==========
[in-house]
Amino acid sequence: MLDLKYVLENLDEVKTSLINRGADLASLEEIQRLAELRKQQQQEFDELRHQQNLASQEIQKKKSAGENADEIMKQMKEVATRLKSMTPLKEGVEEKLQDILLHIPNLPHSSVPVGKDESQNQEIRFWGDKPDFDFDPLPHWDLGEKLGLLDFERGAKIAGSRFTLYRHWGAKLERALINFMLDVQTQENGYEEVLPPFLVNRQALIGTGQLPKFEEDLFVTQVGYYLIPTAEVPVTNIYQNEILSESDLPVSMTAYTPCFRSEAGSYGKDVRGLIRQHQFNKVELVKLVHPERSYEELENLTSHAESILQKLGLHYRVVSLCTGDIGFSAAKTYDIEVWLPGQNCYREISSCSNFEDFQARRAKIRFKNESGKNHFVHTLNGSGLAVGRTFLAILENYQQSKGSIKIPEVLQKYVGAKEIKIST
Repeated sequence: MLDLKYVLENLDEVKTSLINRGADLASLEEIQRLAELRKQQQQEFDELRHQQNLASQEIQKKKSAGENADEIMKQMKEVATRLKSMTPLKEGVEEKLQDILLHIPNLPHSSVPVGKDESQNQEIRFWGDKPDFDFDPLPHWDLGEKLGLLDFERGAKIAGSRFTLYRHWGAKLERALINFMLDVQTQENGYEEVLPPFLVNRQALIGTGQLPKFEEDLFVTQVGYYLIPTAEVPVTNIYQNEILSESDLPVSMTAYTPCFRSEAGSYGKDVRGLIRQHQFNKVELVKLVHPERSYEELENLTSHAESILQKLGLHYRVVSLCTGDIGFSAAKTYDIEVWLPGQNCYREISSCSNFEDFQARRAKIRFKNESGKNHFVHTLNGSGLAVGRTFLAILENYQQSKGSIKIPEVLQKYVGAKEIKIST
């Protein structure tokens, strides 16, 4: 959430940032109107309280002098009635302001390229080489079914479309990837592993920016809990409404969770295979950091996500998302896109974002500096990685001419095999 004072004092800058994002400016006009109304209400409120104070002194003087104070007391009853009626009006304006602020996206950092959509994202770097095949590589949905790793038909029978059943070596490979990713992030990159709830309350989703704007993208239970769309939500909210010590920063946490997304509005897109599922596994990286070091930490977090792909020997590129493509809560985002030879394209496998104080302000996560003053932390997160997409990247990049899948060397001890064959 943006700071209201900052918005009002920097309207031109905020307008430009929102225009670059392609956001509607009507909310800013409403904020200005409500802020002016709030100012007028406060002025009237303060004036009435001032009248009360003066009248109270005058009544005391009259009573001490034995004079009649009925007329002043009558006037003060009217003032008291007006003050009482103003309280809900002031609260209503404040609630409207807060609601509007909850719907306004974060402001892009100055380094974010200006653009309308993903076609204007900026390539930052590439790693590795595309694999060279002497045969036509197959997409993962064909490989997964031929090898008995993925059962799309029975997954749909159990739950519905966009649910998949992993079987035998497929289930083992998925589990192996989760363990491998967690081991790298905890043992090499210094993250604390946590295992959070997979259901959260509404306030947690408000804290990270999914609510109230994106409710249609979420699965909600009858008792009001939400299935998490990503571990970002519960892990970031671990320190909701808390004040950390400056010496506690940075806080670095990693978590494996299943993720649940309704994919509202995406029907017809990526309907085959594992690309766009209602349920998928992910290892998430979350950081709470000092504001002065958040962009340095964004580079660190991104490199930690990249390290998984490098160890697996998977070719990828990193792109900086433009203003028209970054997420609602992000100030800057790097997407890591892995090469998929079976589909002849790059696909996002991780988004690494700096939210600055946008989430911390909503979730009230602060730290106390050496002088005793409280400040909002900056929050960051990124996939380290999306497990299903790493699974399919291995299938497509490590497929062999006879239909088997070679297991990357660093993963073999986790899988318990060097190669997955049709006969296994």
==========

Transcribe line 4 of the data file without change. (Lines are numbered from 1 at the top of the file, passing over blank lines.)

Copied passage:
């Protein structure tokens, strides 16, 4: 959430940032109107309280002098009635302001390229080489079914479309990837592993920016809990409404969770295979950091996500998302896109974002500096990685001419095999 004072004092800058994002400016006009109304209400409120104070002194003087104070007391009853009626009006304006602020996206950092959509994202770097095949590589949905790793038909029978059943070596490979990713992030990159709830309350989703704007993208239970769309939500909210010590920063946490997304509005897109599922596994990286070091930490977090792909020997590129493509809560985002030879394209496998104080302000996560003053932390997160997409990247990049899948060397001890064959 943006700071209201900052918005009002920097309207031109905020307008430009929102225009670059392609956001509607009507909310800013409403904020200005409500802020002016709030100012007028406060002025009237303060004036009435001032009248009360003066009248109270005058009544005391009259009573001490034995004079009649009925007329002043009558006037003060009217003032008291007006003050009482103003309280809900002031609260209503404040609630409207807060609601509007909850719907306004974060402001892009100055380094974010200006653009309308993903076609204007900026390539930052590439790693590795595309694999060279002497045969036509197959997409993962064909490989997964031929090898008995993925059962799309029975997954749909159990739950519905966009649910998949992993079987035998497929289930083992998925589990192996989760363990491998967690081991790298905890043992090499210094993250604390946590295992959070997979259901959260509404306030947690408000804290990270999914609510109230994106409710249609979420699965909600009858008792009001939400299935998490990503571990970002519960892990970031671990320190909701808390004040950390400056010496506690940075806080670095990693978590494996299943993720649940309704994919509202995406029907017809990526309907085959594992690309766009209602349920998928992910290892998430979350950081709470000092504001002065958040962009340095964004580079660190991104490199930690990249390290998984490098160890697996998977070719990828990193792109900086433009203003028209970054997420609602992000100030800057790097997407890591892995090469998929079976589909002849790059696909996002991780988004690494700096939210600055946008989430911390909503979730009230602060730290106390050496002088005793409280400040909002900056929050960051990124996939380290999306497990299903790493699974399919291995299938497509490590497929062999006879239909088997070679297991990357660093993963073999986790899988318990060097190669997955049709006969296994």